The following day we get our visit from the Happy Hospice Company.  Five minutes before the scheduled time, this woman calls us and tells us that she will be running half an hour late.  She doesn’t ask if that will be O.K. with us – she just informs us that she’ll be late.  She arrives at T+30, and proceeds to spend the next 10 minutes talking on her cell phone in the driveway.  She then comes in and informs us that we’ll get started as soon as the nurse arrives.  At T+60 the nurse arrives.  I inform them that this is a bad sign, if they can’t be on time when they are trying to sell us their services, how are they going to treat us after we’ve signed up?  She informs me that this is not a sales call, it is an “intake visit” and the purpose of the visit is to sign us up and get the service started.  I’m not sure how that is actually different from a sales call, but whatever.

I’ll give the Happy Hospice Co. nurse credit.  She looks over Dad’s list of medications (the same list that I provided to the Lying Thieving Hospice Co. worker) and informs us that we will “of course have to discontinue the Zometa.”

it builds strong bones

Zometa - it builds strong bones

Zometa is a drug that Dad gets through an IV once a month.  It doesn’t actually do anything with regards to the cancer cells that are rampaging through Dad’s blood stream.  What it does is strengthen Dad’s bones so that they are better able to resist the cancer cells from eating away his bones or setting up housekeeping in his bones.  It is good to keep the cancer out of the bones, as it can be VERY painful if the cancer metastasizes in the bone.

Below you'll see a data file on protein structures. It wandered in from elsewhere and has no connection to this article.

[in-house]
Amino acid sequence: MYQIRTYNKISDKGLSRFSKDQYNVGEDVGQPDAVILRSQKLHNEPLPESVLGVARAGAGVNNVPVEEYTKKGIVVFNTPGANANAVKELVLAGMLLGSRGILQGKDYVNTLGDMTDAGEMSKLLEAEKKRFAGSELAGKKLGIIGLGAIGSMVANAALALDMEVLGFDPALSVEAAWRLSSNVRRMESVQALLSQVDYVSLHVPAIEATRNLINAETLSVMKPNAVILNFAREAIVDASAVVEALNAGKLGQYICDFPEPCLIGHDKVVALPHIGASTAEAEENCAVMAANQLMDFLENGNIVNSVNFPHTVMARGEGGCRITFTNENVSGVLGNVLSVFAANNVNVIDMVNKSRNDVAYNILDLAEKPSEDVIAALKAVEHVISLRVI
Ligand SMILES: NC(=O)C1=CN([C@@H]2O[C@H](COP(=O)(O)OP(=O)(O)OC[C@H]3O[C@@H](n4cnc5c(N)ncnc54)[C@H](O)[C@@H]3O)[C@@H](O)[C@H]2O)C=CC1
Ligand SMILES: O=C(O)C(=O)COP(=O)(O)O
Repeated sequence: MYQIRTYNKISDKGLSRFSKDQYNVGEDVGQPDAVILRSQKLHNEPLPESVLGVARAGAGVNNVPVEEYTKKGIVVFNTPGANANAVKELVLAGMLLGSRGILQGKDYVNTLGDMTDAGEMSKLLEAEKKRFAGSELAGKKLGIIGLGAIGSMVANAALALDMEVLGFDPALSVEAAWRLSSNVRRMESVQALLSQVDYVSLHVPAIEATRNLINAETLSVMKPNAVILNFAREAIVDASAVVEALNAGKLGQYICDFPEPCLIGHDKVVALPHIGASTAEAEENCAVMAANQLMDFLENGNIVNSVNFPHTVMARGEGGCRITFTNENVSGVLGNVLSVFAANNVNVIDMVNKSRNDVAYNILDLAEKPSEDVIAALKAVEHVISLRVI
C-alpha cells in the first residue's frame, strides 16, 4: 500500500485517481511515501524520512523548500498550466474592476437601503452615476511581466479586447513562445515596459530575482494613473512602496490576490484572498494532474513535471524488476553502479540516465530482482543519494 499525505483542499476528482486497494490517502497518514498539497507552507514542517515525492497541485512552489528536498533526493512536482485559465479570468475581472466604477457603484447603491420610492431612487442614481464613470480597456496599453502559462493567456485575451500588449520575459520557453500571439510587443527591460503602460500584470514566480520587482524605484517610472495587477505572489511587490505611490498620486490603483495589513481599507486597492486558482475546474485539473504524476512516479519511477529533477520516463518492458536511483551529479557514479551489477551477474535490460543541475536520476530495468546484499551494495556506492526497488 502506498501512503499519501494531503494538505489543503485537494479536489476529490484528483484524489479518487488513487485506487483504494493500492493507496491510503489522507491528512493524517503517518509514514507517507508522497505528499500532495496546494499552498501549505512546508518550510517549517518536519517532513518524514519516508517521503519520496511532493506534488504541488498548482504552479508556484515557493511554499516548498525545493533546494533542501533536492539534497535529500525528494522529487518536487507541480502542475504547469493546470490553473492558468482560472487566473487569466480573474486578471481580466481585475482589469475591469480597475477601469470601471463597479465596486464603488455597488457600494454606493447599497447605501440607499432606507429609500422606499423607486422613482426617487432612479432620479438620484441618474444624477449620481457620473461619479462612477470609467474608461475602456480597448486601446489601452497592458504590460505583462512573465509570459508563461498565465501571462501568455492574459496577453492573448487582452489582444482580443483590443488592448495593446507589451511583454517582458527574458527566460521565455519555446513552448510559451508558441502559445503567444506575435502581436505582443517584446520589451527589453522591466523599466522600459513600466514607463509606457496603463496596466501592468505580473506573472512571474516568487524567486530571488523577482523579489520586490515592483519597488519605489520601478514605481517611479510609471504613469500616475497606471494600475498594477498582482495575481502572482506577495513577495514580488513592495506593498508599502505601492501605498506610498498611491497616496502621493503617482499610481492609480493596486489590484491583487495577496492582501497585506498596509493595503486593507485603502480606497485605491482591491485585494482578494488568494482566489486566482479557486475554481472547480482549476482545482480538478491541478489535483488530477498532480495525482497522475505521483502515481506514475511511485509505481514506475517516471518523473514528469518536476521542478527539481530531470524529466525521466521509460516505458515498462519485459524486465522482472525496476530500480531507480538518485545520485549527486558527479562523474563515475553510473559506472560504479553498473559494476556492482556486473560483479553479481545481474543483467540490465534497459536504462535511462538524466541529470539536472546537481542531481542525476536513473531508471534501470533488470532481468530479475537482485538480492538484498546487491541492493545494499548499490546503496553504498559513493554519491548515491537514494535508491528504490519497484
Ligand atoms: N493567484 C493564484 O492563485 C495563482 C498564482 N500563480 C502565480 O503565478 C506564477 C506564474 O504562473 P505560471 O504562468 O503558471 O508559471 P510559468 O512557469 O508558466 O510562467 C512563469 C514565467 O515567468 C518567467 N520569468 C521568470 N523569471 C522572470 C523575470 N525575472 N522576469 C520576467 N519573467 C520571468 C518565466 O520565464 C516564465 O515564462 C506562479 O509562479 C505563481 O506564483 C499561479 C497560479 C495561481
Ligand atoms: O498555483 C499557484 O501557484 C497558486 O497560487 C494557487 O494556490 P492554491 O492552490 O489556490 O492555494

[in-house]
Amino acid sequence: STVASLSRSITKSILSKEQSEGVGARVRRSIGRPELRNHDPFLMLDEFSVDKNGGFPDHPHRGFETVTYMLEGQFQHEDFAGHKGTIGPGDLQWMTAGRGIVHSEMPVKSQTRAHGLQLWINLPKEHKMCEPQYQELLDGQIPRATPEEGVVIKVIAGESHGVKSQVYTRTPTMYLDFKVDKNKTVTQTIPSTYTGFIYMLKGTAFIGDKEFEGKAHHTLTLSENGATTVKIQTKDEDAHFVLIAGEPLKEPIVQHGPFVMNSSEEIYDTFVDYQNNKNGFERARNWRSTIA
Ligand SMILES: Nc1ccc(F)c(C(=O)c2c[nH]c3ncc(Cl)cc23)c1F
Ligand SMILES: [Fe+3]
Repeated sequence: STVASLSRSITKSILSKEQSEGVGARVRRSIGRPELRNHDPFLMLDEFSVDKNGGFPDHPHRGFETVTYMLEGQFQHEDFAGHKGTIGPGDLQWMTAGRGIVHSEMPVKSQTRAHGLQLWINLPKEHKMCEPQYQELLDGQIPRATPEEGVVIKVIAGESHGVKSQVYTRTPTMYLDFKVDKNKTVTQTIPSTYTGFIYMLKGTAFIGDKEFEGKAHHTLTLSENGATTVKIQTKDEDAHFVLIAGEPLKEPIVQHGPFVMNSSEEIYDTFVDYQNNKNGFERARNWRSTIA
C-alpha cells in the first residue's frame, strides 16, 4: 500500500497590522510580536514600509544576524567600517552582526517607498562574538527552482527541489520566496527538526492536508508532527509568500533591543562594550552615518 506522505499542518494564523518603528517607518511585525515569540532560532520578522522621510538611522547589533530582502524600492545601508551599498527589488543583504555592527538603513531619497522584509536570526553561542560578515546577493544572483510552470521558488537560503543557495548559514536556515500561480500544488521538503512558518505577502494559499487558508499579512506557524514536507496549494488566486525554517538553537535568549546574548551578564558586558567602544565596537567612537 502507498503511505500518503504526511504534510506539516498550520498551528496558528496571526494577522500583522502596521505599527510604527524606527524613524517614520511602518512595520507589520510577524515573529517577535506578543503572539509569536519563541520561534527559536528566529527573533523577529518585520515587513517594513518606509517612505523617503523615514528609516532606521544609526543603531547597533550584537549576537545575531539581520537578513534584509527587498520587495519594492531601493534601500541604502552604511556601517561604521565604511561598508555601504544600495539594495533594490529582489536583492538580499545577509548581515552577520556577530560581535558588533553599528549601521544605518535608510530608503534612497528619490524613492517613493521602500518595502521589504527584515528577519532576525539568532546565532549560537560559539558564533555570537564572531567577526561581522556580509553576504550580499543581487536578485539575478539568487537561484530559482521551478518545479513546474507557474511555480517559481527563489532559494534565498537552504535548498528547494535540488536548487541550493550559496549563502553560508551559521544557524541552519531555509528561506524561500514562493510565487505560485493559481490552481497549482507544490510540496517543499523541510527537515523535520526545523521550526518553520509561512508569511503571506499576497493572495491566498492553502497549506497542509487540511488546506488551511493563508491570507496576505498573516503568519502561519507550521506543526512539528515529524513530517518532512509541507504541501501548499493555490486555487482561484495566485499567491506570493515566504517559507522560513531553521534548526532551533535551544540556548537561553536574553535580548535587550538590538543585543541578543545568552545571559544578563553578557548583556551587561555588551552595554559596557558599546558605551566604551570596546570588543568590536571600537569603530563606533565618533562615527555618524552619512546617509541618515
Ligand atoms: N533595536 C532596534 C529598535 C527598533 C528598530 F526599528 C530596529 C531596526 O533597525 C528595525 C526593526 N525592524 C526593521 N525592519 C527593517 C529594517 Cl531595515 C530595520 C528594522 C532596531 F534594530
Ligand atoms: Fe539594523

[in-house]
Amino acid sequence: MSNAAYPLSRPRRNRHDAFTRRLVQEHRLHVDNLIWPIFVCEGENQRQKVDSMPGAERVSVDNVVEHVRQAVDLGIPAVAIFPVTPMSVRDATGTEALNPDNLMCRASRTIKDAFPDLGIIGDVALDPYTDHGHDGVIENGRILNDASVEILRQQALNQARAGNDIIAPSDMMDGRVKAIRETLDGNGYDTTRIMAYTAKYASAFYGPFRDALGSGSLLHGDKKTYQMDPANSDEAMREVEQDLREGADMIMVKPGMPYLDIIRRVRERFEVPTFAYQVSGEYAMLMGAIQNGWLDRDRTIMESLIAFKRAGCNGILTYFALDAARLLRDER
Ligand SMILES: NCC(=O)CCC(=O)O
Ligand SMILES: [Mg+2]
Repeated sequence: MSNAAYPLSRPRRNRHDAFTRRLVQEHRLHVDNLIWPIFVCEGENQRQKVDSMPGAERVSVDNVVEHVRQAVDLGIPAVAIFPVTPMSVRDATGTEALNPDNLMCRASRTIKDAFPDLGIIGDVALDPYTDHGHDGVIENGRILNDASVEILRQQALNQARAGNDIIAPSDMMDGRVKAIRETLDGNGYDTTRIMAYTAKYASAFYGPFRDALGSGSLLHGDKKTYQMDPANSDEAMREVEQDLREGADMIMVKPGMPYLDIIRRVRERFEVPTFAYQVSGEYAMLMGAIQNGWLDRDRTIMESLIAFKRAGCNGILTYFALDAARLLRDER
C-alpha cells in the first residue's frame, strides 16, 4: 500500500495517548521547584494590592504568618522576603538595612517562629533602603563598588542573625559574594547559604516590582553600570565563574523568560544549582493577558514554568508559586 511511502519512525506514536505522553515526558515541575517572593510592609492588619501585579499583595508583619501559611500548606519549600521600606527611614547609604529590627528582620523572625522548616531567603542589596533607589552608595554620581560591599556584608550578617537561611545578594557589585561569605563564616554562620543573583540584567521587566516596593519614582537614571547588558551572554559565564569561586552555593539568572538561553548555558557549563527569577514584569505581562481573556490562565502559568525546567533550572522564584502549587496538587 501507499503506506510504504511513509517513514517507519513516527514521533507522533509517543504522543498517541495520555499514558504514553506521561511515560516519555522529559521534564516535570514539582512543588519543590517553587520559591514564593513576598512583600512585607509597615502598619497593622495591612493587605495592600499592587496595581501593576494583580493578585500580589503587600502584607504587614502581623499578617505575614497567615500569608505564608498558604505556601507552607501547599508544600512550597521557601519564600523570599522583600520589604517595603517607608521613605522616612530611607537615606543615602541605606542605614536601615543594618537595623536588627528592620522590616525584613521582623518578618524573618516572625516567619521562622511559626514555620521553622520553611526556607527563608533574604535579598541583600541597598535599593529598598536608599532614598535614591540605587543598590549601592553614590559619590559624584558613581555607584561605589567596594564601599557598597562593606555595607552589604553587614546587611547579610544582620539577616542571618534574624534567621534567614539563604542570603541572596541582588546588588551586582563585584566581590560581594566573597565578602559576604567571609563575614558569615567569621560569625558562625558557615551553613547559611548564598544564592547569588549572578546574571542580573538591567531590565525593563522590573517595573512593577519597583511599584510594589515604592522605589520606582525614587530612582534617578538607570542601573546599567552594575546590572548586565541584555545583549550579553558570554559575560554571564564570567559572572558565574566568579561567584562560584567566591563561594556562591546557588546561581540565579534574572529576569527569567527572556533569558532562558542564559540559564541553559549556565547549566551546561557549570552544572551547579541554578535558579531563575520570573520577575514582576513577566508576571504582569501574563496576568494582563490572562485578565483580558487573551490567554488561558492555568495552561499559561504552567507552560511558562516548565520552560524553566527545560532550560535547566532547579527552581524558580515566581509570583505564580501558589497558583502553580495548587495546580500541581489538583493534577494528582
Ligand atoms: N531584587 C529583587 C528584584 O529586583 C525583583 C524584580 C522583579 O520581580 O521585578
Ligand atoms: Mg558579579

This is a very expensive medication – about $1,200 per treatment.  But as we’ve previously covered, Dad has great insurance that pays for this treatment.  I explain to the Happy Hospice nurse that Dad’s insurance will cover the treatment, so we don’t see any need to stop it.

And this is where I get my next lesson in the business of health care.  The nurse explains to me that once Dad enters into a hospice program, Medicare picks up all of the costs.  However, any Medicare supplement that you have will no longer cover any treatment related to whatever caused you to enter hospice.

At this point I decide that we need to regroup and study the situation some more.  So I send the ladies from the Happy Hospice Company on their way (they too are disappointed that we won’t sign anything) and start researching some more.

This issue is particularly troubling to me, since the Lying Thieving Hospice Co. didn’t seem to have any issue with Dad remaining on the Zometa.  But, as their name implies, the Lying Thieving Hospice Co. isn’t exactly known for their honesty.  So I call them up and ask specifically about Dad’s Zometa treatment.  The charming and delightful person at the Lying Thieving Hospice Co. informs me that “of course he’ll have to stop the Zometa, it isn’t covered.”  Wow!  It sure would be nice of them to tell us that before they ask us to sign on the bottom line.  They decide that they should schedule Dr. Asshat himself to come to our house the next day to explain it to me.